Brent Walker figures bring fears of new difficulties

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BRENT WALKER, which completed its pounds 1.3bn debt refinancing only six months ago, is facing a perilous winter after reporting half-year figures worse than had been anticipated.

The group has yet to find a permanent replacement for Lord Kindersley, who resigned as chairman earlier this year.

If trading conditions do not improve, some bankers close to the group fear that the betting shops and pubs group may need further assistance from banks that have already written off nearly pounds 1bn of loans to the company.

Brent Walker recorded a pounds 79.4m loss in the six months to 30 June, which was actually an improvement on the equivalent figures last year, which included large asset writedowns.

Operating profits fell 14 per cent to pounds 29.5m. Despite an agreement which meant that pounds 43.6m on interest payments were converted into equity and pounds 27m deferred indefintely, the group suffered a net cash outflow of nearly pounds 8m.

Ken Scobie, chief executive and acting chairman, said the refinancing had been structured so that the group would produce cash soon. However, when the budgets were drawn up it had been expected the economy would recover in the spring of this year.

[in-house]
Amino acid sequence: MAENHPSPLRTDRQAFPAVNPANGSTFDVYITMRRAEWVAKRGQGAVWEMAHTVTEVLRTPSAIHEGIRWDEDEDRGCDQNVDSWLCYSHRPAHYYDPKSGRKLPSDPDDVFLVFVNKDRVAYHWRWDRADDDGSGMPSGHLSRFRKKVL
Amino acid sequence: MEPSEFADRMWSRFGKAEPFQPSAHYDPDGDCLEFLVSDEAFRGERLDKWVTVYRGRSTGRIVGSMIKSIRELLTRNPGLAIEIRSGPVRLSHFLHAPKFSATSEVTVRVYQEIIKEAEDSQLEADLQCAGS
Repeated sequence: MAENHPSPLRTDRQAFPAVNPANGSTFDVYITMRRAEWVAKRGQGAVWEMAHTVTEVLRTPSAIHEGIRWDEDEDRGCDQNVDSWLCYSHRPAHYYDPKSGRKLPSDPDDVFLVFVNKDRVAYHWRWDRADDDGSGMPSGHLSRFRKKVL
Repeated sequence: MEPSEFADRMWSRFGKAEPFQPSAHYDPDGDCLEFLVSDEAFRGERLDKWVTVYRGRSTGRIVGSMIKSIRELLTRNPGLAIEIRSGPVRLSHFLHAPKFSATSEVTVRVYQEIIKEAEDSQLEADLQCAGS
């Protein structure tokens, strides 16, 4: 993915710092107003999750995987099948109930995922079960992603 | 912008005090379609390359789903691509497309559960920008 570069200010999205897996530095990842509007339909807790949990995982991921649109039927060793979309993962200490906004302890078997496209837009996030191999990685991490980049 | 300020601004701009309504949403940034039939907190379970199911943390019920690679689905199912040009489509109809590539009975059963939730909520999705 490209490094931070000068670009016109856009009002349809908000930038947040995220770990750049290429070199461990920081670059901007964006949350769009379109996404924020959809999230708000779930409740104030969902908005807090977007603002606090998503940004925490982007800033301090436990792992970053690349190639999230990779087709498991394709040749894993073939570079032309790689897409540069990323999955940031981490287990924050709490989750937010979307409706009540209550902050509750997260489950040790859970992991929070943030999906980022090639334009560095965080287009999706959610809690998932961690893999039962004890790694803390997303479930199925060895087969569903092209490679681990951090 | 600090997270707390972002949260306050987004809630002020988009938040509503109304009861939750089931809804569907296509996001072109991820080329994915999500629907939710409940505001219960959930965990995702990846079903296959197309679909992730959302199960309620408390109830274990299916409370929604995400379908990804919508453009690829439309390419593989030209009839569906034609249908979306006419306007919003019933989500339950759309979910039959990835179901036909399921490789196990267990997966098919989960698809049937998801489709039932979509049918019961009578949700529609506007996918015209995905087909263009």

Banking sources said it would be difficult to bring in a new chairman until it was clear that the group was on an even keel. Mr Scobie agreed. 'It is hardly the plum job to take on at the moment,' he said.

The recession has hit the group's betting operation, William Hill, despite increased market share. Profits slipped 18.5 per cent to pounds 26.8m.

Mr Scobie said the average bet was down, particularly in credit betting which attracts large-scale gamblers. It was expected that the second half would also be poor.

The group's Pubmaster operation, which runs pubs which brewers dispose of because of the Monopolies Commission report on the brewing trade, is thriving.

Its deal to lease 743 pubs from Allied-Lyons has been a success despite the Office of Fair Trading forcing changes, and Pubmaster has a joint venture with Labatt, the Canadian brewer, to fund further pub purchases.

The group's long-standing legal dispute with Grand Metropolitan over the purchase of William Hill goes to arbitration next week.

Brent Walker is claiming pounds 250m from Grand Met and in return Grand Met is claiming pounds 62m from Brent Walker. No decision is expected until next spring.